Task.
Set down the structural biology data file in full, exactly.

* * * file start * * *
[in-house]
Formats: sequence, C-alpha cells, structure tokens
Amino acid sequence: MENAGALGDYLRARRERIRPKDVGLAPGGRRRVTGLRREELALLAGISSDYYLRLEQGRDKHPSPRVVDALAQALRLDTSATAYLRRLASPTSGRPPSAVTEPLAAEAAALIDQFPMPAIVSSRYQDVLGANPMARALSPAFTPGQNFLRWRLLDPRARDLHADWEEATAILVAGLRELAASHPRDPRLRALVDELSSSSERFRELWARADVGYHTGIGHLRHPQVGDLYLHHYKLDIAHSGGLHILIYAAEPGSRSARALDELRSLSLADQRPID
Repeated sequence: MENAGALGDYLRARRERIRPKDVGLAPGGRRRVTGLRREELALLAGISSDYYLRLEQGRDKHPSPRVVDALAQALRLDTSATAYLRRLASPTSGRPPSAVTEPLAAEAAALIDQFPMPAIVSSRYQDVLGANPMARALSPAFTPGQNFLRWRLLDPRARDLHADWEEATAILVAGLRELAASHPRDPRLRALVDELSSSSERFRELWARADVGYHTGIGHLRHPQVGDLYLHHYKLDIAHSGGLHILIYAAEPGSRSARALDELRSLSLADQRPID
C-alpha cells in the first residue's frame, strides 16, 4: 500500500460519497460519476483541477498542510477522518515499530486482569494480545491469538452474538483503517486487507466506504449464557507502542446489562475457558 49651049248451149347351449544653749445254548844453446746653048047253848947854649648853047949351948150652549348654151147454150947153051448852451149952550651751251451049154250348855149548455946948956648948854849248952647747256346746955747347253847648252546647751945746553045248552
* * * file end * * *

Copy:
[in-house]
Formats: sequence, C-alpha cells, structure tokens
Amino acid sequence: MENAGALGDYLRARRERIRPKDVGLAPGGRRRVTGLRREELALLAGISSDYYLRLEQGRDKHPSPRVVDALAQALRLDTSATAYLRRLASPTSGRPPSAVTEPLAAEAAALIDQFPMPAIVSSRYQDVLGANPMARALSPAFTPGQNFLRWRLLDPRARDLHADWEEATAILVAGLRELAASHPRDPRLRALVDELSSSSERFRELWARADVGYHTGIGHLRHPQVGDLYLHHYKLDIAHSGGLHILIYAAEPGSRSARALDELRSLSLADQRPID
Repeated sequence: MENAGALGDYLRARRERIRPKDVGLAPGGRRRVTGLRREELALLAGISSDYYLRLEQGRDKHPSPRVVDALAQALRLDTSATAYLRRLASPTSGRPPSAVTEPLAAEAAALIDQFPMPAIVSSRYQDVLGANPMARALSPAFTPGQNFLRWRLLDPRARDLHADWEEATAILVAGLRELAASHPRDPRLRALVDELSSSSERFRELWARADVGYHTGIGHLRHPQVGDLYLHHYKLDIAHSGGLHILIYAAEPGSRSARALDELRSLSLADQRPID
C-alpha cells in the first residue's frame, strides 16, 4: 500500500460519497460519476483541477498542510477522518515499530486482569494480545491469538452474538483503517486487507466506504449464557507502542446489562475457558 49651049248451149347351449544653749445254548844453446746653048047253848947854649648853047949351948150652549348654151147454150947153051448852451149952550651751251451049154250348855149548455946948956648948854849248952647747256346746955747347253847648252546647751945746553045248552